Actor, film and theatre producer

Born: July 18, 1923;

Died: February 26, 2020.

MICHAEL Medwin, who has died aged 96, was an acclaimed stage and screen actor who was probably most familiar as local radio boss Don Satchley in the Bristol-based 1970s private detective series, Shoestring (1979-1980).

He also appeared alongside Sean Connery in the James Bond film, Never Say Never Again (1983), and as Scrooge’s nephew opposite Albert Finney in Scrooge (1970), Ronald Neame’s big-screen version of Leslie Bricusse’s musical take on Charles Dickens’ A Christmas Carol. This was despite Medwin being twelve years older than Finney.

Medwin had already forged an off-screen double act with Finney as one half of Memorial Enterprises, the company behind off-kilter vehicles for Finney: Charlie Bubbles (1968), which Finney also directed, and Gumshoe (1971), in which Finney played a down-at-heel Liverpool bingo caller turned private eye.

Memorial also produced both the stage and film versions of Bill Naughton’s play, Sprig and Port Wine (1970). This followed If…(1968), Lindsay Anderson’s public school revolution fantasia, which won the Palme d’Or at the Cannes Film Festival.

Medwin played several parts in Anderson’s Memorial-backed follow-up, Brechtian-styled state-of-the-nation epic, O Lucky Man! (1973. He also appeared in the third part of Anderson’s trilogy, Britannia Hospital (1982).

For the stage, the company produced Peter Nichols’ play, A Day in the Death of Joe Egg, which had premiered at Glasgow’s Citizens Theatre before Finney appeared in the lead role on the West End and Broadway, where it won four Tony Awards.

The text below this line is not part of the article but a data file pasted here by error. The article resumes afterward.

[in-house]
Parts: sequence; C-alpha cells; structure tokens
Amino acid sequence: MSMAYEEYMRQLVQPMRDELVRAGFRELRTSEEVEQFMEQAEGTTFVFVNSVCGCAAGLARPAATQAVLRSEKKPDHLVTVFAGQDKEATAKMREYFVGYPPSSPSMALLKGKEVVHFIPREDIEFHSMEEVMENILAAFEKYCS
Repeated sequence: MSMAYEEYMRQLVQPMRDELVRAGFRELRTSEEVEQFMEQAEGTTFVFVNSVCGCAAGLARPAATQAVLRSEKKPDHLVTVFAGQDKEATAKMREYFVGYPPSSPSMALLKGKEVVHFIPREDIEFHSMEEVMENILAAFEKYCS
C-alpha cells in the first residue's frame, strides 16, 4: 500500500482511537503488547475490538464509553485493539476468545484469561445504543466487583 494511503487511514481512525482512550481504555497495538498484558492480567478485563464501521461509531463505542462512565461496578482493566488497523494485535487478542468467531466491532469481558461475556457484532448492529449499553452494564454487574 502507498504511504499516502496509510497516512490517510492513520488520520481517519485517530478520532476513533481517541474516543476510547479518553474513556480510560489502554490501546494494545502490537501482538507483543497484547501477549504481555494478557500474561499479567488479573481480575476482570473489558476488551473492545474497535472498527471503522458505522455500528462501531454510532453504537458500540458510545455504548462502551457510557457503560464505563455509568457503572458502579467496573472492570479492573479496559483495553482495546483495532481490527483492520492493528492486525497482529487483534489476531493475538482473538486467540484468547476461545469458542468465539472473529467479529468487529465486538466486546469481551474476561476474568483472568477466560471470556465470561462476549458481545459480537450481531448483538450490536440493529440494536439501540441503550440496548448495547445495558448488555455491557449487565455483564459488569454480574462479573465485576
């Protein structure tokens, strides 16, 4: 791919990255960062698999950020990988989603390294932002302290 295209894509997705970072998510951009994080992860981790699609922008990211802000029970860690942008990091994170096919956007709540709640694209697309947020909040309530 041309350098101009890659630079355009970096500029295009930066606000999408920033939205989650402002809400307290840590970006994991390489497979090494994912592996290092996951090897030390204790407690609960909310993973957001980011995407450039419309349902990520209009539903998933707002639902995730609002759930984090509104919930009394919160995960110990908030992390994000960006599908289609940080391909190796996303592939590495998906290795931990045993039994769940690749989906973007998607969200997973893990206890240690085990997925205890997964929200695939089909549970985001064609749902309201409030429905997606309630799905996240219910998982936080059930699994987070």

Michael Hugh Medwin was born in London, and educated at Canford School, Dorset before attending the Institute Fischer in Montreux. Medway knew from an early age that he wanted to be an actor, with Charles Laughton and Edward G Robinson his biggest influences.

Medwin’s first film appearance, albeit uncredited, was in Piccadilly Incident (1946), Herbert Wilcox’s Second World War romance starring Anna Neagle, His first credited role came a year later in another Wilcox/Neagle film, The Courtneys of Curzon Street.

For the next decade he appeared in a stream of cut-glass British thrillers, and played the lead of good-boy-gone-bad, Ginger Edwards, in The Intruder (1953). He wrote the screenplay for My Sister and I (1948), in which he also appeared, and penned the English dialogue for Italian director Luigi Zampa’s film, Children of Chance (1949).

Medwin went on to appear in TV sit-com The Army Game, Carry on Nurse (1959), and The Longest Day (1962), with later credits marking a sea-change in British film, which became poppier and less buttoned-up. This was the case in It’s All Happening (1963, with Tommy Steele), Rattle of a Simple Man (1964, with Harry H. Corbett), I’ve Gotta Horse (1965, with Billy Fury), and The Sandwich Man (1966, with former Goon Michael Bentine).

Onstage, he appeared in numerous West End productions, and at the National Theatre featured in a season that included the premiere of Howard Brenton’s play, Weapons of Happiness (1976).

In 1988, with David Pugh he formed West End and Broadway producers, David Pugh Limited; he remained chair of the company until the end of his life. In 2005, Medwin was awarded an OBE for services to drama, honouring a life that helped chart the course of British film and theatre.